Lower Hackberry Canyon is located in Southern Utah of the famous Cottonwood Road Scenic Byway, in between Cannonville and Big Water, Utah. It's rarely visited since you need to drive down a dirt road to get to the trailhead. However, it's now one of my favorite large slot canyons to hike for a few reasons: 1) the water is never more than ankle deep and makes for a great water hike 2) dogs are allowed and also enjoying playing in the water 3) no matter what your level/skill of hiking is everyone can do this hike 4) you'll likely see no people and 5) you can choose your distance.
Valley of the Gods is a scenic backcountry area in Southeastern Utah, near Mexican Hat, UT. It's a 17 mile point-to-point drive along a well graded dirt road that even small, passenger cars can drive. It is a beautiful area with scenery similar to the nearby Monument Valley, without the fees or tourists. Valley of the Gods offers views of isolated buttes, towering pinnacles and spires, and wide open spaces. Because of it's isolation, people exploring and driving through Valley of the Gods need to be well prepared and self-sufficient and carry emergency supplies. Have a full tank of gas and plenty of water at the minimum.
Hovenweep National Monument is home to six prehistoric, Pueblo villages spread over a 20 miles range of mesa tops and canyons along the Utah-Colorado border. Multi-storied towers perched on canyon rims and balanced boulder lead visitors to marvel at the skill and motivation of the builders. The trail system at Hovenweep provides excellent views of all the archaeological sites.
Jeep Arch, located only 15 minutes from Moab, Utah is one of the many amazing arches this area has to offer hikers. Its neighbor, Corona Arch, sees thousands of people a year yet Jeep Arch is a mere 0.3 miles down the same road and sees way less people. From it's name, you'd think it's a stop along the annual Jeep Safari routes, however no motorized vehicles (nor mountain bikes) are allowed on this trail. The arch got its name for the resemblance of a cut out of a cartoonish Jeep built into the natural sandstone.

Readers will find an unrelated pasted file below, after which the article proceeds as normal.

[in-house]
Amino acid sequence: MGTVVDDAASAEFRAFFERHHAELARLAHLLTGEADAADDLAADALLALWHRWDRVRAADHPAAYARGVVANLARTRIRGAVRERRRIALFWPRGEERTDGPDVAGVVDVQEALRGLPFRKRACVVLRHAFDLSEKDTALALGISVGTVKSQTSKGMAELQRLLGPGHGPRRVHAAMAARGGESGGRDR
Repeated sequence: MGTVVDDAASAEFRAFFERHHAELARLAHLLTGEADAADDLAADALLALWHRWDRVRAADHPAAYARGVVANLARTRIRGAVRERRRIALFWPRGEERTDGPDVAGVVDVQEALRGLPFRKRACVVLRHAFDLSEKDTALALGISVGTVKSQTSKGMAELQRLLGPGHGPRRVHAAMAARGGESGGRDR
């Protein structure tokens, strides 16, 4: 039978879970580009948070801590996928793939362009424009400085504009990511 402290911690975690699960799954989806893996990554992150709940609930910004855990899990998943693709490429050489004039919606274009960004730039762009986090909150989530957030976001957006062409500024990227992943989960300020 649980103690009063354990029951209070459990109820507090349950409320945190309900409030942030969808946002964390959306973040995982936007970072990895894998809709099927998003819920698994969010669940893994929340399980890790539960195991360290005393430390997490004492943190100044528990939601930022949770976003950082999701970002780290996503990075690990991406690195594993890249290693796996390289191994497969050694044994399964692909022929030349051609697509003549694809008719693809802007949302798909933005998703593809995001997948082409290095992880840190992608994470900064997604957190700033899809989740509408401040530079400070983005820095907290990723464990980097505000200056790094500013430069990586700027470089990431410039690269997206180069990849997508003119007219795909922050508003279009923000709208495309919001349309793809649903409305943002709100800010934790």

We wear base layers when hiking in the cold, why not put a base layer on your camera? Matador has created a unique cover, or base layer, to protect your camera while you are still able to as active in the outdoors as you always have been. No need to shove your camera down your pack anymore - keep the Matador Base Layer on hand, so you can capture that awesome shot at the perfect time without any pack hassle.
Hiking the Hidden Valley Trail right outside of Moab makes you feel like you are in a totally different place - look anywhere in Moab and the dominant sight is the Moab rim. It's known as "Behind the Rocks" - an interesting mix of sandstone fins, large rock walls, and domes. Is Hidden Valley really a valley? Not quite. It's actually two hanging terraces that descends into Behind the Rocks and eventually widens into a 4-wheel drive road while a boot-beaten path detours along the base of a sandstone wall with petroglyphs.
Onion Creek is located off of HWY 128 near the gorgeous Castle Valley and Fisher Towers area - both excellent for hiking and climbing. Onion Creek actually extends for roughly 22 miles, but the best section, the Onion Creek Narrows, lasts for only 1 mile. Because of the short distance, it's a great hike (really more of a walk) for the whole family - dogs will appreciate the cool relief of the creek on a hot summer day.
The Amasa Back Trail, like many in Utah, is an old road, more popular with mountain bikers, four-wheelers, and motorcyclists than hikers. Most people's attitude is, "Why hike when you can ride?" The easy answer is rather than being preoccupied with a machine, hiking allows you to connect with the earth directly, allows you to look up more often and take in the views, and (for me) more fulfilling than riding.